Latvia will pursue an active, bold and cooperative foreign policy - PM

  • 2024-01-25
  • LETA/TBT Staff

RIGA - The goal of the Latvian Government's foreign policy remains unchanged - it will pursue an active, bold and cooperative foreign policy, Prime Minister Evika Silina (New Unity) said at the annual foreign policy debate at Saeima on Thursday.

Silina said that Latvia's values and national interests fully coincide with those of Ukraine, namely a rules-based international order in which peace, trust, cooperation and predictability should prevail. "The equality, independence, sovereignty and indivisibility of states are not empty sounds, but clear principles that we defend in words and deeds," the Prime Minister said.

Silina confirmed to the MPs that Latvia would continue to support Ukraine financially, politically and militarily until its victory. "We are doing this not only to help Ukraine, but also because our people remember well what evil means and what life is like under the yoke of a conqueror," said Silina.

The Prime Minister said that Latvia continues to strengthen its position in the Euro-Atlantic structures and in the Western space in general. Some of the most important tasks of Latvia's foreign policy are close cooperation with the Baltic and Nordic countries, participation in the core of the European Union, good transatlantic relations and NATO cohesion.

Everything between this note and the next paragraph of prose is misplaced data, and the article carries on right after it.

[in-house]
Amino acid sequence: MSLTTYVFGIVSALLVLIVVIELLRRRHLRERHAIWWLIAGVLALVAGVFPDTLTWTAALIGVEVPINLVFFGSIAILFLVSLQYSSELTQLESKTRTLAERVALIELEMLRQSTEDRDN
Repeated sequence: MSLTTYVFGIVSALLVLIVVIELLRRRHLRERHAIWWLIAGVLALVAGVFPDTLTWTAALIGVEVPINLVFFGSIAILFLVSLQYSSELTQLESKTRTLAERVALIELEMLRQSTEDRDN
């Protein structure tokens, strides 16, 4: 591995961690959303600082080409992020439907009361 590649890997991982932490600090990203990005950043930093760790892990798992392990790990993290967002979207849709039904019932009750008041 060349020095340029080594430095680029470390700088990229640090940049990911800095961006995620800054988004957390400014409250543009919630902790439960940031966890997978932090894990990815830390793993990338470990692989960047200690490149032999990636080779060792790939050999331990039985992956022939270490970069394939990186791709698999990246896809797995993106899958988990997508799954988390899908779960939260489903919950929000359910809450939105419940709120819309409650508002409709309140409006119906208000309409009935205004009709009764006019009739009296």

The Prime Minister informed that the next European Council meeting will take place in Brussels next week, and the main item on the agenda will be the provision of long-term financial support to Ukraine. At the European Council, Latvia will strongly advocate further sanctions against Russia, increasing pressure on the aggressor and isolating it. Latvia will work in its foreign policy to ensure that Russia compensates Ukraine for the damage it has caused and is held accountable for all crimes

Latvia's task is also to reduce any ties with the Russian and Belarusian regimes. "These two neighboring countries are pursuing policies that are openly hostile not only to Latvia's statehood and security, but also to our freedom, democracy and the rule of law in general," said Silina, adding that "the new Iron Curtain was never a choice of the West, but of the aggressors and supporters of aggression".